Claiming Deceptive Practices, Education Dept. and FTC Take Action Against For-Profit DeVry

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The Federal Trade Commission says the for-profit DeVry University deceived prospective students through exaggerated claims in its advertisements. The commission announced on Wednesday that it had filed suit against DeVry, seeking to have the company “provide redress to consumers” and to prohibit it from continuing to make deceptive claims…

The Federal Trade Commission says the for-profit DeVry University deceived prospective students through exaggerated claims in its advertisements. The commission announced on Wednesday that it had filed suit against DeVry, seeking to have the company “provide redress to consumers” and to prohibit it from continuing to make deceptive claims.

Among the company’s claims that the commission is calling deceptive:

  • Ninety percent of graduates who were seeking employment got jobs in their fields within six months of graduation.
  • DeVry graduates had 15-percent-higher incomes than graduates of other colleges one year after graduation.

According to the commission, DeVry fudged the numbers by, among other things, counting graduates as working “in their field” when they didn’t.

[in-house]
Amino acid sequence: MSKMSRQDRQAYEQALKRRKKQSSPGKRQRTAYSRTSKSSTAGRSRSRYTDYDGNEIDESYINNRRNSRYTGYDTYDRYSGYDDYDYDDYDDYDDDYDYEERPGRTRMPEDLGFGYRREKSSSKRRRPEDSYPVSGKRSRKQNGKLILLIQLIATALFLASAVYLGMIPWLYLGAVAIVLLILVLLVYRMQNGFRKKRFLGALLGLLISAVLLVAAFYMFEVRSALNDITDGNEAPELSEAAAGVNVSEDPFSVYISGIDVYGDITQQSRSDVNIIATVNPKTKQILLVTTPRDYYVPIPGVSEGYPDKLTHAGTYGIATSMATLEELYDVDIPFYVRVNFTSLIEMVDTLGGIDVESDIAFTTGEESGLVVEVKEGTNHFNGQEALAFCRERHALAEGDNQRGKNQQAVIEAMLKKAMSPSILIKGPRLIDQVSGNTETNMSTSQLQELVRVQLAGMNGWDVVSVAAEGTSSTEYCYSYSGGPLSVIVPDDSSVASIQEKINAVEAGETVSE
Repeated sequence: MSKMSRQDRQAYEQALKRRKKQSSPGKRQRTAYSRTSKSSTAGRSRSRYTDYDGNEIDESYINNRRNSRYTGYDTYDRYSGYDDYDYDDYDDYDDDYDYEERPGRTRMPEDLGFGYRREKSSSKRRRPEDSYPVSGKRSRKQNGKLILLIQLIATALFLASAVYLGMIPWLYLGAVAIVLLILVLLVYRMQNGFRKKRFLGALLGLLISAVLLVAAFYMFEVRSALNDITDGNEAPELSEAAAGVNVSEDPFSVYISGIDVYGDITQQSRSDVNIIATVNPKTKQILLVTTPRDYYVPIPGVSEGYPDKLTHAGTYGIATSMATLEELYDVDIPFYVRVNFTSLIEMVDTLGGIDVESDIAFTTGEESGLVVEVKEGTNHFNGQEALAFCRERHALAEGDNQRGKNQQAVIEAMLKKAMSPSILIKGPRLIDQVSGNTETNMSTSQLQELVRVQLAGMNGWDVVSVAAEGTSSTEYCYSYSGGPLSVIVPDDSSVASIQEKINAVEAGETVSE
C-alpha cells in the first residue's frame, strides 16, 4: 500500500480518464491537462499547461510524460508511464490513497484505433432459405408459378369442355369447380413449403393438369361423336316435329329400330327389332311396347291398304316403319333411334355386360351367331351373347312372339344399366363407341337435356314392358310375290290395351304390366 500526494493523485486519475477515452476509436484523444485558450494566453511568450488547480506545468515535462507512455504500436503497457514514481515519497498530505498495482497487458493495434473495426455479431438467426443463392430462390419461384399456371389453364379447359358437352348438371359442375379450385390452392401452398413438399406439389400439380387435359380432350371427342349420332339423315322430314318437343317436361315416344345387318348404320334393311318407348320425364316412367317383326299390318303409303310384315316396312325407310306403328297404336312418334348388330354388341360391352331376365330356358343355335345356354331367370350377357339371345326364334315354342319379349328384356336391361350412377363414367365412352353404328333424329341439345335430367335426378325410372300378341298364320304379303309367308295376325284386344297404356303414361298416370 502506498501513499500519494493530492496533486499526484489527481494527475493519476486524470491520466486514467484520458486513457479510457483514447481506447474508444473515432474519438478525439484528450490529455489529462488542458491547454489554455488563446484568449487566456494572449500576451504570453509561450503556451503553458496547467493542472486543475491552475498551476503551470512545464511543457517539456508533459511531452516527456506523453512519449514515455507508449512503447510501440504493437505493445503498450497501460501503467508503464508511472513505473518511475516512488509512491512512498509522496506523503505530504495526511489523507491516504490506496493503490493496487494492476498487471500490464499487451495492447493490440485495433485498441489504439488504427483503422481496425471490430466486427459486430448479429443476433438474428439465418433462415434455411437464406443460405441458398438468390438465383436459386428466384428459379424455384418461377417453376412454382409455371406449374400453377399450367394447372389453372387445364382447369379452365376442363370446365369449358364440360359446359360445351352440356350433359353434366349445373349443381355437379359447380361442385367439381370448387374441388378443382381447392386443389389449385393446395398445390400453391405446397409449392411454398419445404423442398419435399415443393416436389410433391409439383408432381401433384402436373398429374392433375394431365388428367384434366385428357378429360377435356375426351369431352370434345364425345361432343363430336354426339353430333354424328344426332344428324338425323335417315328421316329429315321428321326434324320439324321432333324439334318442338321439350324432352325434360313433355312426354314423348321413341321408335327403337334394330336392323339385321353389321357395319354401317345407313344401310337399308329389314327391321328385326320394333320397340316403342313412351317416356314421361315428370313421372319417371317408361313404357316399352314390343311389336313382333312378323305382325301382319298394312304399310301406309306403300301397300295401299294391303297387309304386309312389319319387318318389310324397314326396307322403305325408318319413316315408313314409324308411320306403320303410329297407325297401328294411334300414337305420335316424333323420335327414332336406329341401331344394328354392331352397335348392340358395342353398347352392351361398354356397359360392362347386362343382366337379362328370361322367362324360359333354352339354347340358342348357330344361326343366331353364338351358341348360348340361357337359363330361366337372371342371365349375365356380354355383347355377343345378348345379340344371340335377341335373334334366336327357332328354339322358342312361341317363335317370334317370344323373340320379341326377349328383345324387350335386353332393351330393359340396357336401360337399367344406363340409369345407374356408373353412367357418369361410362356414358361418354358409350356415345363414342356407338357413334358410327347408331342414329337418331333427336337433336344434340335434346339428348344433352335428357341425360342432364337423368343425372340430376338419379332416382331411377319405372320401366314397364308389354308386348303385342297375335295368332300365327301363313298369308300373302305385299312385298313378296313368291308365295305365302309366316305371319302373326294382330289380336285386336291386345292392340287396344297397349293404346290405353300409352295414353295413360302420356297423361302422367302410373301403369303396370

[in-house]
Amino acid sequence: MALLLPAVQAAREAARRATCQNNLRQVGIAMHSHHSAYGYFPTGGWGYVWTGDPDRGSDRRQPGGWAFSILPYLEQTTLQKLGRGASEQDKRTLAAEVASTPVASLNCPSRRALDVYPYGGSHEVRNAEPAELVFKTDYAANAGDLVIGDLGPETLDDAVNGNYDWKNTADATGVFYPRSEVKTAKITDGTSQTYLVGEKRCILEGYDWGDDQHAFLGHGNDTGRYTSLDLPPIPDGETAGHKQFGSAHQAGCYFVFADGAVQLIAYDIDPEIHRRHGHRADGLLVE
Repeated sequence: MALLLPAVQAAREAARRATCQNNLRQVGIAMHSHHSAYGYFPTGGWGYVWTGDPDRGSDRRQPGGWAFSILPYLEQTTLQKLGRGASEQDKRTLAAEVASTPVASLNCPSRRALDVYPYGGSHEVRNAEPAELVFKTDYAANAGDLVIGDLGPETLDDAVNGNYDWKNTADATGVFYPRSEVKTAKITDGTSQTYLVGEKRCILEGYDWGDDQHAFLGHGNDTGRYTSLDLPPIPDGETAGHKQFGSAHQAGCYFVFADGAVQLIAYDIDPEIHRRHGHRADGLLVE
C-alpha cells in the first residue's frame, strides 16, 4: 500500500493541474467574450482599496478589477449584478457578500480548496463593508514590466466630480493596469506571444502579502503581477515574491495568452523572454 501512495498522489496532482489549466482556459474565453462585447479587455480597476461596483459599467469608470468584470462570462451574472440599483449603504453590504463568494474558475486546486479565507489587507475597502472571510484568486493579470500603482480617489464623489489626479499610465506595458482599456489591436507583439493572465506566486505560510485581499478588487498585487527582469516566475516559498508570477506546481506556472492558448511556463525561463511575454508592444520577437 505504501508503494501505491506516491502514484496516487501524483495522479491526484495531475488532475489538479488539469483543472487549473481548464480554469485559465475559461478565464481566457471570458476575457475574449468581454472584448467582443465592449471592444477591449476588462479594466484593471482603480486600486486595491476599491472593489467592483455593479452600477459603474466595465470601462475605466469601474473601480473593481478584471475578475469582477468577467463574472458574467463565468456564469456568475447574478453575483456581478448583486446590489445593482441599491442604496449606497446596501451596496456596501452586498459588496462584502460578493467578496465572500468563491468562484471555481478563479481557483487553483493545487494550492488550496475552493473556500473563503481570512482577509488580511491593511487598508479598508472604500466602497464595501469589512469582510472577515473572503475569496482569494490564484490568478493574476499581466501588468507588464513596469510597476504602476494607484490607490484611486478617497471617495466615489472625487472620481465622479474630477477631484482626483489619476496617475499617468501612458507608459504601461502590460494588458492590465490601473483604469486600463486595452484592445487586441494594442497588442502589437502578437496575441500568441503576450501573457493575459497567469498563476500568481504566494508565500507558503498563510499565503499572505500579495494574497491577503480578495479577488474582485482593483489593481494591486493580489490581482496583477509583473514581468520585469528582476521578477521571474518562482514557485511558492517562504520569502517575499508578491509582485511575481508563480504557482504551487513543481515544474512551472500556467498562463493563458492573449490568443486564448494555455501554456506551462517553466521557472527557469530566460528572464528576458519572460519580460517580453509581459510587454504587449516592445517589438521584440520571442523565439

Meanwhile, the U.S. Department of Education said it would require the company to stop running certain advertisements about graduates’ employment outcomes, among other measures.

“As required by the law and expected by the public, institutions need to be accurate in their marketing and recruiting to prospective students,” said Ted Mitchell, under secretary of education, in the agencies’ news release.

In its own news release, DeVry said it “intends to vigorously contest” the FTC’s complaint. And it said it would “collaborate closely” with the Department of Education and request a hearing on the agency’s decision. It went on to say that the FTC’s allegations were “without a valid legal basis.”

“There is no national standard for calculating employment statistics among higher-education institutions, and the measures and standards used by DeVry University to support its statistics are appropriate,” the statement reads, in part.

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